More specifically, what happens is that the membranes of muscle cells become more permeable to calcium ions. Living muscle cells expend energy to transport calcium ions to the outside of the cells. The calcium ions that flow into the muscle cells promote the cross-bridge attachment between actin and myosin, two types of fibers that work together in muscle contraction. The muscle fibers ratchet shorter and shorter until they are fully contracted or as long as the neurotransmitter acetylcholine and the energy molecule adenosine triphosphate (ATP) are present. However, muscles need ATP in order to release from a contracted state (it is used to pump the calcium out of the cells so the fibers can unlatch from each other). ATP reserves are quickly exhausted from the muscle contraction and other cellular processes. This means that the actin and myosin fibers will remain linked until the muscles themselves start to decompose.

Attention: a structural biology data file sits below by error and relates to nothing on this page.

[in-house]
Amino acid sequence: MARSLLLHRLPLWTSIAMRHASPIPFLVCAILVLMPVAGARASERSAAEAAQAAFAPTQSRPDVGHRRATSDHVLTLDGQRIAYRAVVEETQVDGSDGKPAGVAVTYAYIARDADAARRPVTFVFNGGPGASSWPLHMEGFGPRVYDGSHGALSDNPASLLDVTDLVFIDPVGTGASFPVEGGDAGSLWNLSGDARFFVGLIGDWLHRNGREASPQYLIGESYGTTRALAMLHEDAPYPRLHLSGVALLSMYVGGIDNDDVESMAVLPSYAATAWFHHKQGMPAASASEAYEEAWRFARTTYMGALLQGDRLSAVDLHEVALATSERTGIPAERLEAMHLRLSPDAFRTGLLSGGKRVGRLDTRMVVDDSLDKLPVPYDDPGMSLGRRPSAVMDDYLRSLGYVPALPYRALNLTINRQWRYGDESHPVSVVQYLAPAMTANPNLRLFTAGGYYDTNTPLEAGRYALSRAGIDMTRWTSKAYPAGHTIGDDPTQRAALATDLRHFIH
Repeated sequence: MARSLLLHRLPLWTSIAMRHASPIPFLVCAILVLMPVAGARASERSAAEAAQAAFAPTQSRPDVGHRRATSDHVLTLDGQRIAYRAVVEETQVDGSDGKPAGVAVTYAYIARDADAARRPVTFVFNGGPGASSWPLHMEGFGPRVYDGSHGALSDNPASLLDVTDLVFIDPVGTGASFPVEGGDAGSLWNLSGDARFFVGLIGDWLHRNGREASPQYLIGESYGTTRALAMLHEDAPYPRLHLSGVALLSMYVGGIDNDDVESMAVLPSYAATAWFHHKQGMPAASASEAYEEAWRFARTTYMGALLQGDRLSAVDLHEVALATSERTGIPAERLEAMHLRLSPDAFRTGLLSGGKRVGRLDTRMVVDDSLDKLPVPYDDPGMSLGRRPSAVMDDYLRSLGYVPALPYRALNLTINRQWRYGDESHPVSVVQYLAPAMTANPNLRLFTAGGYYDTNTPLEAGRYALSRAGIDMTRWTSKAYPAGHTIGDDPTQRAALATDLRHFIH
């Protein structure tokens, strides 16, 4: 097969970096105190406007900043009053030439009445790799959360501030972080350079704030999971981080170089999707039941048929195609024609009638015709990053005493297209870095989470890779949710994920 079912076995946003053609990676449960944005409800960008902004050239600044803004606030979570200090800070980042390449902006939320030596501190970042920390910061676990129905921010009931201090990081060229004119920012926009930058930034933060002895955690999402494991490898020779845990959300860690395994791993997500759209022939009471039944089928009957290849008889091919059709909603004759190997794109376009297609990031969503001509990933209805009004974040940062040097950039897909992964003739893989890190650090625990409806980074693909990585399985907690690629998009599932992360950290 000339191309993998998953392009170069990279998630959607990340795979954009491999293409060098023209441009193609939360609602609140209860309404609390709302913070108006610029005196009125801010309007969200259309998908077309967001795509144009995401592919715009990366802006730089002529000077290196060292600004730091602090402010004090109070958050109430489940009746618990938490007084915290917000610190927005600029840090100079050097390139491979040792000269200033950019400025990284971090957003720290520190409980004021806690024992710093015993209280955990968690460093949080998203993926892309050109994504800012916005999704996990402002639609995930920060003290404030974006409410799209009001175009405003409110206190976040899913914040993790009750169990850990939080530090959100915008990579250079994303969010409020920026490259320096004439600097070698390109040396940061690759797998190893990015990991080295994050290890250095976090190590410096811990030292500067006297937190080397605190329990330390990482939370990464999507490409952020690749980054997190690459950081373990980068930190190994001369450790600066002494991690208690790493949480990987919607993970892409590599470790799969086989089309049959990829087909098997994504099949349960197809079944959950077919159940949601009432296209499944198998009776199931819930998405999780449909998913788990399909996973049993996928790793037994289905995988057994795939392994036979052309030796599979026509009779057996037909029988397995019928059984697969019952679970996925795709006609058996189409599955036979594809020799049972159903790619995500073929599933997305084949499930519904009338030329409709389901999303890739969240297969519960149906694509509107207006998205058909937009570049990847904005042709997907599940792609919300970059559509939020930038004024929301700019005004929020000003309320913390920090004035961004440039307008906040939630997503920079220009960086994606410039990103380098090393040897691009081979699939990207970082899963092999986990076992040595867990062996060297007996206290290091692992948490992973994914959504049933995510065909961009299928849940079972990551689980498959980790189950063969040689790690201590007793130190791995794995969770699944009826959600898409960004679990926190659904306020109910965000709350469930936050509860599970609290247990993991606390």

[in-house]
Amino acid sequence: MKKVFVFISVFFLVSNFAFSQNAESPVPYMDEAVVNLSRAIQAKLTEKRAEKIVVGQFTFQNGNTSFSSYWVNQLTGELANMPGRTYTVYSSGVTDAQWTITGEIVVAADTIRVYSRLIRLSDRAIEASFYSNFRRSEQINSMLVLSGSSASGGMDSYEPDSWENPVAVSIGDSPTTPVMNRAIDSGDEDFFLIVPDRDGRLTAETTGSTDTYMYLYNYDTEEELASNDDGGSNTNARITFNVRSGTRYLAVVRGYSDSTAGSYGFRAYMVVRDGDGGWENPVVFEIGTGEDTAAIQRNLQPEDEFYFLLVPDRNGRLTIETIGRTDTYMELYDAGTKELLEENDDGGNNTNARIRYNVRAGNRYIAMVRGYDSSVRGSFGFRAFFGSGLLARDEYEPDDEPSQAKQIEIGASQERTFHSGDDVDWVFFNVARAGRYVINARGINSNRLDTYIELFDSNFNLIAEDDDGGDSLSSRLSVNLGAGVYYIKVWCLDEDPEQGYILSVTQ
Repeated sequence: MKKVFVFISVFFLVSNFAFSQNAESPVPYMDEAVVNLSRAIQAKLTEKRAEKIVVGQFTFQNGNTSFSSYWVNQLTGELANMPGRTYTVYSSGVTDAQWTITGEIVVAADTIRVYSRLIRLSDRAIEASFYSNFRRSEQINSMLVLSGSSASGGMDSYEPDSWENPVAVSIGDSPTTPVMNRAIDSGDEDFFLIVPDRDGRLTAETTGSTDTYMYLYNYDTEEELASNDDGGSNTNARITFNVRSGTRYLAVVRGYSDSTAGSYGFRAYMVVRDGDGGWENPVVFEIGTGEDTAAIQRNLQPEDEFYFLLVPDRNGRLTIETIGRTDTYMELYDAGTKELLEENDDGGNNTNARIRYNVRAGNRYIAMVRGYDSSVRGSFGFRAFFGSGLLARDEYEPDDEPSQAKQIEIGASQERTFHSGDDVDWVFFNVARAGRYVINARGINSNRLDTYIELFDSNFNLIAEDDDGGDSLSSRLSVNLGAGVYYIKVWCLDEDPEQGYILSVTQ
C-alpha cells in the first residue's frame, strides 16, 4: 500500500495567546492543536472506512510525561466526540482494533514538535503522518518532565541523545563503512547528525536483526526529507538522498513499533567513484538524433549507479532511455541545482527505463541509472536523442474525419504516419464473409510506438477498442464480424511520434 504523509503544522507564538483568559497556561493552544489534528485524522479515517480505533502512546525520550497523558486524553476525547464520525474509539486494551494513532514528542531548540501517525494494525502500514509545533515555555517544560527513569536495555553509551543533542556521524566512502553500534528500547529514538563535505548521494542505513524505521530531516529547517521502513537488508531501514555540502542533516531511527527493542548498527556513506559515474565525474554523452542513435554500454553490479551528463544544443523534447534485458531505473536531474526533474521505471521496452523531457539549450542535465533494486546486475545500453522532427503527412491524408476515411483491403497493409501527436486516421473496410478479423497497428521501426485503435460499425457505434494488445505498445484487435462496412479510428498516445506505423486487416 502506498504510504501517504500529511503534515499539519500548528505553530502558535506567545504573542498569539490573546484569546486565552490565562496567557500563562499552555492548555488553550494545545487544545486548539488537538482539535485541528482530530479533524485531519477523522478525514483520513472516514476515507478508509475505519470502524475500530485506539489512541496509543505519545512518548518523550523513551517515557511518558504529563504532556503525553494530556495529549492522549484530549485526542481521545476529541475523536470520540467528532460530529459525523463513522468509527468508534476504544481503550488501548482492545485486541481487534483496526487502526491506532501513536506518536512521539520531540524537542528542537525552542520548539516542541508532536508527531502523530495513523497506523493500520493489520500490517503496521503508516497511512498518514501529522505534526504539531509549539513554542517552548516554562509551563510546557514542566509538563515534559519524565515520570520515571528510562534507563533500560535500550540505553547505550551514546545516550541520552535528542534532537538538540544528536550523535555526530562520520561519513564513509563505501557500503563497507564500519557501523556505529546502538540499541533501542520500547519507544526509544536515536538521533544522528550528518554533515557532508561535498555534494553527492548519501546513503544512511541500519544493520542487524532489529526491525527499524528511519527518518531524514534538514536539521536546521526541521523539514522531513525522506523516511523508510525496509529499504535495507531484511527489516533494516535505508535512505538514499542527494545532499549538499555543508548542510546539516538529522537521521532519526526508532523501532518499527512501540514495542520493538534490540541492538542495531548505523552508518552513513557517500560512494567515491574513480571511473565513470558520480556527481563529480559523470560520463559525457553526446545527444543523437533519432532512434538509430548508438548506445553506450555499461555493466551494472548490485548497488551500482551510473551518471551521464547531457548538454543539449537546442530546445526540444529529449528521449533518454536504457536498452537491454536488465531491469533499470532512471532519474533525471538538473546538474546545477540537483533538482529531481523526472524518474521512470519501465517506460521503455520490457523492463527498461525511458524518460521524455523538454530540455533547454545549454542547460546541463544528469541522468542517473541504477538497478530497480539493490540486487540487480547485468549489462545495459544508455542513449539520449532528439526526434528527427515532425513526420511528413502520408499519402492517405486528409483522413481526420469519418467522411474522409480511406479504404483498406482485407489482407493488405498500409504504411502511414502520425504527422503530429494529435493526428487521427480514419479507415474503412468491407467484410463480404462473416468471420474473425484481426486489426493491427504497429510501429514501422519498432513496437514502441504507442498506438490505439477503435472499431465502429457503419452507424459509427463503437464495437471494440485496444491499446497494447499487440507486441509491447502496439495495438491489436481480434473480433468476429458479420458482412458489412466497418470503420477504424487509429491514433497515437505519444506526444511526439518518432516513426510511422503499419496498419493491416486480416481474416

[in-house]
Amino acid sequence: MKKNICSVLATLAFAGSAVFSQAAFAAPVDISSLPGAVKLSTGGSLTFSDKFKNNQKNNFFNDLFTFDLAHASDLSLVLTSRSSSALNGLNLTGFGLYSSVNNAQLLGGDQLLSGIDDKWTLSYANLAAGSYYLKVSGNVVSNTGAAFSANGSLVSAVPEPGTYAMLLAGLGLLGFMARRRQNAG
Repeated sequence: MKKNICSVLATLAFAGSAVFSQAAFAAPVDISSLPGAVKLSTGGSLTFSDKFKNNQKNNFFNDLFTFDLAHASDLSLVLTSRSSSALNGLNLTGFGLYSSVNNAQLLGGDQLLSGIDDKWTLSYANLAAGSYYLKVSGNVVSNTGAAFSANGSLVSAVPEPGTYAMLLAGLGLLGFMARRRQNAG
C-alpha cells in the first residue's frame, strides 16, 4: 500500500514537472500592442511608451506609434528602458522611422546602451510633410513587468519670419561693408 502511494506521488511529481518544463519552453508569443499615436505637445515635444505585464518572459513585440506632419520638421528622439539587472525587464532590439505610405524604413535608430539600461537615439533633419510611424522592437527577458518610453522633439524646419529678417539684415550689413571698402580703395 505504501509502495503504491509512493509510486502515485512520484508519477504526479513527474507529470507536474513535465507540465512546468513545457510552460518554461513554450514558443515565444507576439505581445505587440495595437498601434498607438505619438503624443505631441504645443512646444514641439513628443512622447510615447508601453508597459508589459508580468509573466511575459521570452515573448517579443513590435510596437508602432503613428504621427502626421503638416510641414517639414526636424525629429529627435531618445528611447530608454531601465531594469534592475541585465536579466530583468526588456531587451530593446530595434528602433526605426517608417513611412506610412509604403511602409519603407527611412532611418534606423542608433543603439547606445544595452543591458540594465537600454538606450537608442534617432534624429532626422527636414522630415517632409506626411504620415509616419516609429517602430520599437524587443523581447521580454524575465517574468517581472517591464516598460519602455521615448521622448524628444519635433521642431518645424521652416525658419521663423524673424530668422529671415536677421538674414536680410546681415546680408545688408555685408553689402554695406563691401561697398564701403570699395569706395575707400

Rigor mortis can be used to help estimate time of death. The onset of rigor mortis may range from 10 minutes to several hours, depending on factors including temperature (rapid cooling of a body can inhibit rigor mortis, but it occurs upon thawing). Maximum stiffness is reached around 12-24 hours post mortem. Facial muscles are affected first, with the rigor then spreading to other parts of the body. The joints are stiff for 1-3 days, but after this time general tissue decay and leaking of lysosomal intracellular digestive enzymes will cause the muscles to relax. It is interesting to note that meat is generally considered to be more tender if it is eaten after rigor mortis has passed.